Friday, May 4
Win Stracke told the story of the Old Town School of Folk Music back in 1967, and his words are still the best description of the School's history anywhere. This essay is excerpted from Win's pamphlet, "The Biography of a Hunch."
All of this got started because of a hunch I had, back in 1957. Early in the spring of that year, I was doing a three-week stint at the old Gate of Horn, the folksong nightclub at Chicago and Dearborn. Along about that time, I met two people who were going to be really important in everything that happened later. One was a young unknown folk musician who arrived at the club to accompany one of the performers. The other was an Oak Park housewife who had become a serious fan of the growing folk music scene.
The musician was Frank Hamilton. When he arrived at "The Gate," he amazed just about everybody with his facility on different folk instruments, his creative improvisational ability, and the playful joyousness that he brought to any kind of traditional music.
The housewife was Dawn Greening, a woman with enough generosity, enthusiasm, taste, and love of folk music for five people. She knew Frank needed an income, that he was a gifted teacher, and that he had picked up some innovative techniques from Bess Lomax Hawes on the West Coast. So Dawn and her husband Nate made a space in the Greening dining room for Frank to hold weekly classes. I attended one of those classes with 14 others, and it was there the hunch was born.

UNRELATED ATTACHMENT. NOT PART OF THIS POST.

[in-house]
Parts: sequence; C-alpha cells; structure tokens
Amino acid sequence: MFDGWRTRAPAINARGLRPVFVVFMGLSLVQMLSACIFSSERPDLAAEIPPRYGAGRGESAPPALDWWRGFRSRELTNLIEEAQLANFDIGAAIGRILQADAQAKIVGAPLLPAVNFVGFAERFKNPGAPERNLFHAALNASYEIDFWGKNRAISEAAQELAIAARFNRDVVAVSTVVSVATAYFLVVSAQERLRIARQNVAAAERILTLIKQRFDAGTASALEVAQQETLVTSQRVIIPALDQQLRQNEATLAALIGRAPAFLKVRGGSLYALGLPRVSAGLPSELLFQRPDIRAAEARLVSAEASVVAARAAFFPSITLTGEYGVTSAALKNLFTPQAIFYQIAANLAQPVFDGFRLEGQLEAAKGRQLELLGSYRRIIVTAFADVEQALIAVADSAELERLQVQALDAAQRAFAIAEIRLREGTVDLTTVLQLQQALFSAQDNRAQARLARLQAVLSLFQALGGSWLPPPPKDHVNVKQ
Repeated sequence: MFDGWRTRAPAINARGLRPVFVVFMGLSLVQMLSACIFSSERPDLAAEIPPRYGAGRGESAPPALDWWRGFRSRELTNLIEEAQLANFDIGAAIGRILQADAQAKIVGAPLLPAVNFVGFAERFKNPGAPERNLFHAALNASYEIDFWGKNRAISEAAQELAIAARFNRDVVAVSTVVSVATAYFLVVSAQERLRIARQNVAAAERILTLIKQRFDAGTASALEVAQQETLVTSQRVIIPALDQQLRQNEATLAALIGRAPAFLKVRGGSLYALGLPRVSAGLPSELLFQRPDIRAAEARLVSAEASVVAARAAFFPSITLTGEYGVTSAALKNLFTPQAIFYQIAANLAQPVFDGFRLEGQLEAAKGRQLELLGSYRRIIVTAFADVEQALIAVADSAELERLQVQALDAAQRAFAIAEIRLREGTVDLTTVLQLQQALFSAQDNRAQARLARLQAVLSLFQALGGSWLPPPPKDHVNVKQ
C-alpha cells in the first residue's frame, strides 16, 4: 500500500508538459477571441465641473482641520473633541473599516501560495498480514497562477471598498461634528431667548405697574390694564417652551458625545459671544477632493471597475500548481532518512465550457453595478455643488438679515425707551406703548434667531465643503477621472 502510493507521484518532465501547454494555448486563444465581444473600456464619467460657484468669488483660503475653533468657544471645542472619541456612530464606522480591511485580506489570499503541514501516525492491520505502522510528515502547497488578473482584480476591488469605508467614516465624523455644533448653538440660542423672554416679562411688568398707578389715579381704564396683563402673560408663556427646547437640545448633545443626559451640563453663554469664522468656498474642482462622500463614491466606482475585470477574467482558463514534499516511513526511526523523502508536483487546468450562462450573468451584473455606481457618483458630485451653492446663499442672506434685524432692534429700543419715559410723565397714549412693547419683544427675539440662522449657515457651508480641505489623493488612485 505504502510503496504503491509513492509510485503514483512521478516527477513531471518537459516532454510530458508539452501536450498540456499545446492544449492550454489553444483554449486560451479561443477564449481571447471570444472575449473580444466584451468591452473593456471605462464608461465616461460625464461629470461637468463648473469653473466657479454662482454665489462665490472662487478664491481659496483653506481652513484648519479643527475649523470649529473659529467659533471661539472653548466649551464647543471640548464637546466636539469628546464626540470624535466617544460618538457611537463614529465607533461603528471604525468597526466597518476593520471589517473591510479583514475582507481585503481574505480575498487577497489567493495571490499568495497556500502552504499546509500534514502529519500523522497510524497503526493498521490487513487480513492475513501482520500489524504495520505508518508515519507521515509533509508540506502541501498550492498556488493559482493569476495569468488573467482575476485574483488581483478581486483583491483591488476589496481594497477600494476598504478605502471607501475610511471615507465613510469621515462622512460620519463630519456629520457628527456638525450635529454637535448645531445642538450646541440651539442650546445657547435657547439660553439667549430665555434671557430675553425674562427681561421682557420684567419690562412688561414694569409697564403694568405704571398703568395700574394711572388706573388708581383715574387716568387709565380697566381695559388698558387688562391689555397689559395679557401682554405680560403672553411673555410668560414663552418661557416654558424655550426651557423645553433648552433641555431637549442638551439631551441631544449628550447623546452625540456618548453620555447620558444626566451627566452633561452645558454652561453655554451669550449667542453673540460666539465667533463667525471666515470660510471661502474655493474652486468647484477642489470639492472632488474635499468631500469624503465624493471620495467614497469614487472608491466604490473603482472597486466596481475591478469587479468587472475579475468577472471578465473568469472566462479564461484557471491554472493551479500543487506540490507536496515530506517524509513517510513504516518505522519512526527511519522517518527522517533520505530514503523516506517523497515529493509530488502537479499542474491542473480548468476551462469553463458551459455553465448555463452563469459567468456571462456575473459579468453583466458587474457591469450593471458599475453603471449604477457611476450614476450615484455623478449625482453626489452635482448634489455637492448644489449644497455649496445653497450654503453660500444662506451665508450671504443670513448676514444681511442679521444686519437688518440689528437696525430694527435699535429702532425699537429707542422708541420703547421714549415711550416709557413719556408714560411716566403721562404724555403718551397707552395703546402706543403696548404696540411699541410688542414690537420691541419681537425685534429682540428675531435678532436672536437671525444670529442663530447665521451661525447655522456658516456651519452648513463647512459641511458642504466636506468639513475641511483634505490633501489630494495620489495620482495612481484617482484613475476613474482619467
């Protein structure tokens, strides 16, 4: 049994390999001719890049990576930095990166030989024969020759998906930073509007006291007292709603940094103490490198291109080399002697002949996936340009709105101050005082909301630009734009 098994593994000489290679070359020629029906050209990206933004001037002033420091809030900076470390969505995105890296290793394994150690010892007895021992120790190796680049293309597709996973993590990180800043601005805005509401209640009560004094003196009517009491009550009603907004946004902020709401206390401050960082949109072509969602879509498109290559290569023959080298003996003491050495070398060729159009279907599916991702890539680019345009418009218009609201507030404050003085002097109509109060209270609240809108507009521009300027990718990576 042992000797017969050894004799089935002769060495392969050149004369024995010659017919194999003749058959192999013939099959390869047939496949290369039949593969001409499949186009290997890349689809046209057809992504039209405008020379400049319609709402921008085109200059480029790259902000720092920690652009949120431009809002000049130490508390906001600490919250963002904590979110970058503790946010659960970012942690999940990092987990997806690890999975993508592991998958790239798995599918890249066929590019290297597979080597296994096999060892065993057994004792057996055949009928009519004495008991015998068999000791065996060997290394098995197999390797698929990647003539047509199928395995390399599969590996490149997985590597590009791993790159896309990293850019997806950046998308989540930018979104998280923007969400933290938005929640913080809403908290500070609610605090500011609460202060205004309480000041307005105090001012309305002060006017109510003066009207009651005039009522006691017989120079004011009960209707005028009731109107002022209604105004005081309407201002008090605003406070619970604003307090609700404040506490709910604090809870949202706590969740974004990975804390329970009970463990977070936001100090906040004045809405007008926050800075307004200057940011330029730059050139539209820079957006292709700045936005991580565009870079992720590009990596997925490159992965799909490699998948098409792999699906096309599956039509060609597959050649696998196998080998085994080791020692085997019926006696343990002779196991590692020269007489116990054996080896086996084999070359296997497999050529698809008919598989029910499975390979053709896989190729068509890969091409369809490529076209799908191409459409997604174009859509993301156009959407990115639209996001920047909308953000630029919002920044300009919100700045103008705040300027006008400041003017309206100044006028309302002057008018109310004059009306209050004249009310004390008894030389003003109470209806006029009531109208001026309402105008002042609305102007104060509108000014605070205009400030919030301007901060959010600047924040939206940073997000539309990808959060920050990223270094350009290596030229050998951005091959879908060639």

One night, about three weeks into those classes, as I was driving Frank home, I put the idea to him. I suggested that we could organize a school around him and his teaching techniquesa school in which he would use the same dining room approach, but for larger classes. We talked about how it would work. Frank agreed, and the project was on.
A word about my hunch is in order. There was no doubt in my mind that there was a growing demand for good teaching of folk music. During my career on TV, I'd been getting hundreds of requests from parents to teach guitar to their children, but I knew that if a performer took on a full schedule of teaching individual students, he or she usually stopped being a successful singer. The way out of this dilemma was class lessons, especially the way Frank taught them. And this also happened to be a great way for people to learn how to play guitar.
Using my studio in the old Immigrant State Bank Building on North Avenue as an office, I enlisted the aid of my friend and neighbor, Gertrude Soltker, to help organize the school. Press releases were prepared, announcements were made over WFMT, and a registration day was set for the first Thursday in December.